I’m celebrating Mother’s Day by savoring my favorite literary depiction of maternal instinct: “Flowers in the Attic.”
The book isn’t exactly inspiration for a tulip arrangement.
Nonetheless, V.C. Andrews’ novel — which tells the story of a mother who traps her children in seclusion — remains my most poignant memory of motherhood in literature.
You could say it confirms my therapy bill. I look at the memory from a broader perspective, however.
Never miss a local story.
For better or worse, the books I loved most during adolescence were ones whose teenage lead characters lacked a definite parental influence.
There’s L.M. Montgomery’s “Anne of Green Gables,” which tells an orphan girl’s story. C.S. Lewis’ “The Lion, the Witch and the Wardrobe” focuses on children who enter a fantasy land after being separated from their parents.
And the central character in Roald Dahl’s “Matilda” is a young girl who constantly outsmarts her uneducated parents.
The current crop of popular young-adult novels isn’t too different.
In the “Harry Potter” series, Harry is an orphan. Bella Swan, the protagonist in the “Twilight” series, enters vampire territory after moving away from her mother to live with an initially distant father.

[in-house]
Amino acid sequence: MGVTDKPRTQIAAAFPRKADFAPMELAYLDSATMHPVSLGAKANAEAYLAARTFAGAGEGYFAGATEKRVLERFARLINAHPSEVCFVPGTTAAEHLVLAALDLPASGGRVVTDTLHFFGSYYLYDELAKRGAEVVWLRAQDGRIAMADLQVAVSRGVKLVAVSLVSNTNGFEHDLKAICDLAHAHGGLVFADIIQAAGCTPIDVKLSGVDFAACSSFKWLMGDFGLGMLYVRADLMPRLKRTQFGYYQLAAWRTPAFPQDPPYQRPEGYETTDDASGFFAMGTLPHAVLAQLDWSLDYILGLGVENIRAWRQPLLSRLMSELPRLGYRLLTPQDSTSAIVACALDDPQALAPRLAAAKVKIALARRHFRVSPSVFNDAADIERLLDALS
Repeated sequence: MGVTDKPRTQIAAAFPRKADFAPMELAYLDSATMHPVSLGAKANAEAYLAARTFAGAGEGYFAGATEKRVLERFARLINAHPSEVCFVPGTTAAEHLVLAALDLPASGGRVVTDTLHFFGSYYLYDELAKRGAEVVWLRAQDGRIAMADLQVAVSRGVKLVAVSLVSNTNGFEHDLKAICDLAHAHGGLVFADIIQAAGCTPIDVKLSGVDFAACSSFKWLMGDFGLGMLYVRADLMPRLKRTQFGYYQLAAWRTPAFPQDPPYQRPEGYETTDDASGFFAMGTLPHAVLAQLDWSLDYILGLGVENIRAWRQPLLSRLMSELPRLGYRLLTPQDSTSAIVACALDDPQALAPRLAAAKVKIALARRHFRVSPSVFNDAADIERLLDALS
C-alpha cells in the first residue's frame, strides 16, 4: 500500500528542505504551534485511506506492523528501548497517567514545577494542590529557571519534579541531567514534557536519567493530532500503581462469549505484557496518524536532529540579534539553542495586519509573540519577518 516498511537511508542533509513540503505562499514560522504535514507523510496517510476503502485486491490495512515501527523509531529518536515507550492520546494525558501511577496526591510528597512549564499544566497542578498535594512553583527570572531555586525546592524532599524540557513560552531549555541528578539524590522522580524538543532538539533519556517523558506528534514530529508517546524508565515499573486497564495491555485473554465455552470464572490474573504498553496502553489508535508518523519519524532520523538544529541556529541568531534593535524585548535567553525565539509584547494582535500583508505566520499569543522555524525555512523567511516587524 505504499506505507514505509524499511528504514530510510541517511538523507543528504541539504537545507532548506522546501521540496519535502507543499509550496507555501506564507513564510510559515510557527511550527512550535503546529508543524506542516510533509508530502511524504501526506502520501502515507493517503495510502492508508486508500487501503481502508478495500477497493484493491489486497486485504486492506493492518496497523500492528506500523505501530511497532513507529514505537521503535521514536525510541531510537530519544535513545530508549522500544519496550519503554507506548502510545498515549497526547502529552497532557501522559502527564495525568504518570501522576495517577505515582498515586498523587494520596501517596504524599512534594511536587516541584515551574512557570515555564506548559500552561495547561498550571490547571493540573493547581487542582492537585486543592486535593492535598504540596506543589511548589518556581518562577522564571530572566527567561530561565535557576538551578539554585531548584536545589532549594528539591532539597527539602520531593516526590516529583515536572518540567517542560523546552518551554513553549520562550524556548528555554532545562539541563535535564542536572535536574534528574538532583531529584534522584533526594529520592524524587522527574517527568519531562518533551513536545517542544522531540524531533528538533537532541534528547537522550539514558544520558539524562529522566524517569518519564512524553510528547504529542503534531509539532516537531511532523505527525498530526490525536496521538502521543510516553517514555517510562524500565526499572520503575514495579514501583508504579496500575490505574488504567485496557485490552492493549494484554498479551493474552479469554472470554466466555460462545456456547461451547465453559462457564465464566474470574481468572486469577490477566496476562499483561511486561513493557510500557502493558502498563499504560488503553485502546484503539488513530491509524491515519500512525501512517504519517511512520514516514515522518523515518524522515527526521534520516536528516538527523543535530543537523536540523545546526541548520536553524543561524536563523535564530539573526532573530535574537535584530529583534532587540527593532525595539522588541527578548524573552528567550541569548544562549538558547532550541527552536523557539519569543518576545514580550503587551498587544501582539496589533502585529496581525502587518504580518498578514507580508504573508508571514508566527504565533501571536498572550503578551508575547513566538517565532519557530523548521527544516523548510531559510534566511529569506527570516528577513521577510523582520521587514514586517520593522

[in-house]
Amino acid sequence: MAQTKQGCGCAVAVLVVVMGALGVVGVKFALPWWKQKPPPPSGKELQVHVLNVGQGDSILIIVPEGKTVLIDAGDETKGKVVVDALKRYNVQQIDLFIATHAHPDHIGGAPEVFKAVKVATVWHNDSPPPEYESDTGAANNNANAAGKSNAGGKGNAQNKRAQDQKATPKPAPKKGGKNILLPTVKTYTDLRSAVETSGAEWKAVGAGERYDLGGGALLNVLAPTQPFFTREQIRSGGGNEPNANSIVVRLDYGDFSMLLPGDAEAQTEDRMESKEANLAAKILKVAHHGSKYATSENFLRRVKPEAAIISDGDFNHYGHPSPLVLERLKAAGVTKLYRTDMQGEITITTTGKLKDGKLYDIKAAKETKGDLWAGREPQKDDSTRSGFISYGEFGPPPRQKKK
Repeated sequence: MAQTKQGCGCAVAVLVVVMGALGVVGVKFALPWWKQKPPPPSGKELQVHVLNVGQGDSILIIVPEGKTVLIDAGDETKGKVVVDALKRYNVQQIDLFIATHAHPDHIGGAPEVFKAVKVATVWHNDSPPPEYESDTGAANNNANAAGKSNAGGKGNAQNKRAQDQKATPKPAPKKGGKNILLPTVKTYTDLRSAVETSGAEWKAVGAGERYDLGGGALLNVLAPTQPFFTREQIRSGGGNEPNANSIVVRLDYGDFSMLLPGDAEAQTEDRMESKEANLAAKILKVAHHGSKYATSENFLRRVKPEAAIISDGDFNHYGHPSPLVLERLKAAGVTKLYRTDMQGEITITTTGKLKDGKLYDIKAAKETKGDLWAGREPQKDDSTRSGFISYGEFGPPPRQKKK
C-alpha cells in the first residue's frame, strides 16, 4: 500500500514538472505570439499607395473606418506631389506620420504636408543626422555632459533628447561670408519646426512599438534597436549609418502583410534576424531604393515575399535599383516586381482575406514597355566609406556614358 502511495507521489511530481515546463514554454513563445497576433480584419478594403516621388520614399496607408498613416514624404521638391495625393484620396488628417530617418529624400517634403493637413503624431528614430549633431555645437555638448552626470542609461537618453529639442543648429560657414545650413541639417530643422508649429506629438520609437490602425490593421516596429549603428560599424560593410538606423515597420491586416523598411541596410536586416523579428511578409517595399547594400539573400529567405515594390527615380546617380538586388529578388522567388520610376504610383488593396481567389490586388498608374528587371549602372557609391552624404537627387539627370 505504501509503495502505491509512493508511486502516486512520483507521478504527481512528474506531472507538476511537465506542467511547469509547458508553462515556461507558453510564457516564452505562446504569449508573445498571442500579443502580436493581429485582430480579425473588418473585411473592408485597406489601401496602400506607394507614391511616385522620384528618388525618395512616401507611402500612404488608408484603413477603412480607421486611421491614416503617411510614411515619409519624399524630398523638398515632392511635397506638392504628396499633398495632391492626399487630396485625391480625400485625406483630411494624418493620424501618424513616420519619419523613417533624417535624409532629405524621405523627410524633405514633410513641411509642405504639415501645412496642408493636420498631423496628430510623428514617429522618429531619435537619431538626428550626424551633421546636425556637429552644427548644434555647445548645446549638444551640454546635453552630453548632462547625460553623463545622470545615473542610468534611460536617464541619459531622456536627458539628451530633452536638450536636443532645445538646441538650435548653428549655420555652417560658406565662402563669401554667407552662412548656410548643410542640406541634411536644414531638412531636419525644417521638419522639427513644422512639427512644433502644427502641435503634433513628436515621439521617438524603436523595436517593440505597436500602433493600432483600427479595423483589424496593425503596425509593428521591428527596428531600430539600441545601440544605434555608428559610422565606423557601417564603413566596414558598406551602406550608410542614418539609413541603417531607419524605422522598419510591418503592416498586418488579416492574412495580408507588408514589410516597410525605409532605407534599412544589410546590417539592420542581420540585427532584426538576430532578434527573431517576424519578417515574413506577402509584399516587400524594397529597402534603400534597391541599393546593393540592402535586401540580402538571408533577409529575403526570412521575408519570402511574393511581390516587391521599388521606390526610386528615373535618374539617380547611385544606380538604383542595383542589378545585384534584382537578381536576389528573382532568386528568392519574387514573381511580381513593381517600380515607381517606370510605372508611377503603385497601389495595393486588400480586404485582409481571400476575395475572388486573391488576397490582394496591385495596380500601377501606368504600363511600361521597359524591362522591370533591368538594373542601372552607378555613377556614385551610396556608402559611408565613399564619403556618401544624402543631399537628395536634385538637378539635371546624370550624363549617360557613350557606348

I’m likely not the only one scouring my brain to create a list of admirable literary mothers.
Perform a Google search for “mothers in literature” and you’ll find articles like “Worst mothers in literature” and “Wicked mothers of literature” among the top entries.
Sure, there are exceptions.
Good ole Ma from “Little House on the Prairie” had virtually no flaws, but is she memorable? Maybe not.
So where have all the parents gone?
We’re not dealing with a hostage crisis.
Instead, the books’ unsympathetic parents are exaggerated versions of the forces that inspire us to slam a door, bury ourselves under the covers and read.
Amid groundings and report card lectures, we seek solace in literature to remind us that it’s possible we possess super powers that will one day override authority.
No, that doesn’t have to make sense.
There’s a time and place for parental guidance. But when you’re a teenager, it rarely defines the characters that fill your novel pastimes.
Which is exactly why my enthusiasm for “Flowers in the Attic” hasn’t wilted.
Sonya Sorich, reporter, can be reached at firstname.lastname@example.org or 706-571-8516.